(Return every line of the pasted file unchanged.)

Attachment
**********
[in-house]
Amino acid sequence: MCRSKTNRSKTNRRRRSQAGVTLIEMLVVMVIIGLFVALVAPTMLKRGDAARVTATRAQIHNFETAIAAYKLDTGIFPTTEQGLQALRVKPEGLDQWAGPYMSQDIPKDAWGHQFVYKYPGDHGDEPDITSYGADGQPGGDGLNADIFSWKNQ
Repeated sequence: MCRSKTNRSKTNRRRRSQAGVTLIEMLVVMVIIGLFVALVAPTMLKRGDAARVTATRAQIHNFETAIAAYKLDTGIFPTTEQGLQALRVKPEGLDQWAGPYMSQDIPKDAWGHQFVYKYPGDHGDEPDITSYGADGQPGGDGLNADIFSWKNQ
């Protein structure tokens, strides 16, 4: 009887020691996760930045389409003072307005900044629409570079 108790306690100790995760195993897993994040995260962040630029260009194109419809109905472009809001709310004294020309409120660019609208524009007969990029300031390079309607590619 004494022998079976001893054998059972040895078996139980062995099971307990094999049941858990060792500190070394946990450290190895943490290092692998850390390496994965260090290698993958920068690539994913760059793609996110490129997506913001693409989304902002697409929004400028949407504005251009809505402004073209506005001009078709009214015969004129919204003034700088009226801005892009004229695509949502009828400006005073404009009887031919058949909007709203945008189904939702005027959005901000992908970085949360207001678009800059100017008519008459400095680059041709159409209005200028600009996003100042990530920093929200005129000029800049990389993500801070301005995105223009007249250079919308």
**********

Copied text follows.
[in-house]
Amino acid sequence: MCRSKTNRSKTNRRRRSQAGVTLIEMLVVMVIIGLFVALVAPTMLKRGDAARVTATRAQIHNFETAIAAYKLDTGIFPTTEQGLQALRVKPEGLDQWAGPYMSQDIPKDAWGHQFVYKYPGDHGDEPDITSYGADGQPGGDGLNADIFSWKNQ
Repeated sequence: MCRSKTNRSKTNRRRRSQAGVTLIEMLVVMVIIGLFVALVAPTMLKRGDAARVTATRAQIHNFETAIAAYKLDTGIFPTTEQGLQALRVKPEGLDQWAGPYMSQDIPKDAWGHQFVYKYPGDHGDEPDITSYGADGQPGGDGLNADIFSWKNQ
């Protein structure tokens, strides 16, 4: 009887020691996760930045389409003072307005900044629409570079 108790306690100790995760195993897993994040995260962040630029260009194109419809109905472009809001709310004294020309409120660019609208524009007969990029300031390079309607590619 004494022998079976001893054998059972040895078996139980062995099971307990094999049941858990060792500190070394946990450290190895943490290092692998850390390496994965260090290698993958920068690539994913760059793609996110490129997506913001693409989304902002697409929004400028949407504005251009809505402004073209506005001009078709009214015969004129919204003034700088009226801005892009004229695509949502009828400006005073404009009887031919058949909007709203945008189904939702005027959005901000992908970085949360207001678009800059100017008519008459400095680059041709159409209005200028600009996003100042990530920093929200005129000029800049990389993500801070301005995105223009007249250079919308």